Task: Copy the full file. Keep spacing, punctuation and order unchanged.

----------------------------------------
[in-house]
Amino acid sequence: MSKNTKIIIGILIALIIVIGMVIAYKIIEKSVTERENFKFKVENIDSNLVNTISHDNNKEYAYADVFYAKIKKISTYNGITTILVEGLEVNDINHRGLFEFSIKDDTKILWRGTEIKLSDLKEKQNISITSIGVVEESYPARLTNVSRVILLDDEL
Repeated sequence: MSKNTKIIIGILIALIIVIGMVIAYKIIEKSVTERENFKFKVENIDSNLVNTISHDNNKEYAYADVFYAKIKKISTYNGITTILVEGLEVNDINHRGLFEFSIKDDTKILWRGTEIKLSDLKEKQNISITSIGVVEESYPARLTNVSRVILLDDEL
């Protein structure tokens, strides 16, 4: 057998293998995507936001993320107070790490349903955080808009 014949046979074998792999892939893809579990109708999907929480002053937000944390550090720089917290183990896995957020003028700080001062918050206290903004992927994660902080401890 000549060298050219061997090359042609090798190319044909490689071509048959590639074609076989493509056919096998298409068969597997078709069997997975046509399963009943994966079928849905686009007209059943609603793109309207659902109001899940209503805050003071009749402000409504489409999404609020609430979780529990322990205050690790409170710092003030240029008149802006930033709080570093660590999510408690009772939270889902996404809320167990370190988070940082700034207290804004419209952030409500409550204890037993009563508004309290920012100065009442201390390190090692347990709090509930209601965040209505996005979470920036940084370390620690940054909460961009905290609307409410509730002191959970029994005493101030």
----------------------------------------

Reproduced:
[in-house]
Amino acid sequence: MSKNTKIIIGILIALIIVIGMVIAYKIIEKSVTERENFKFKVENIDSNLVNTISHDNNKEYAYADVFYAKIKKISTYNGITTILVEGLEVNDINHRGLFEFSIKDDTKILWRGTEIKLSDLKEKQNISITSIGVVEESYPARLTNVSRVILLDDEL
Repeated sequence: MSKNTKIIIGILIALIIVIGMVIAYKIIEKSVTERENFKFKVENIDSNLVNTISHDNNKEYAYADVFYAKIKKISTYNGITTILVEGLEVNDINHRGLFEFSIKDDTKILWRGTEIKLSDLKEKQNISITSIGVVEESYPARLTNVSRVILLDDEL
């Protein structure tokens, strides 16, 4: 057998293998995507936001993320107070790490349903955080808009 014949046979074998792999892939893809579990109708999907929480002053937000944390550090720089917290183990896995957020003028700080001062918050206290903004992927994660902080401890 000549060298050219061997090359042609090798190319044909490689071509048959590639074609076989493509056919096998298409068969597997078709069997997975046509399963009943994966079928849905686009007209059943609603793109309207659902109001899940209503805050003071009749402000409504489409999404609020609430979780529990322990205050690790409170710092003030240029008149802006930033709080570093660590999510408690009772939270889902996404809320167990370190988070940082700034207290804004419209952030409500409550204890037993009563508004309290920012100065009442201390390190090692347990709090509930209601965040209505996005979470920036940084370390620690940054909460961009905290609307409410509730002191959970029994005493101030």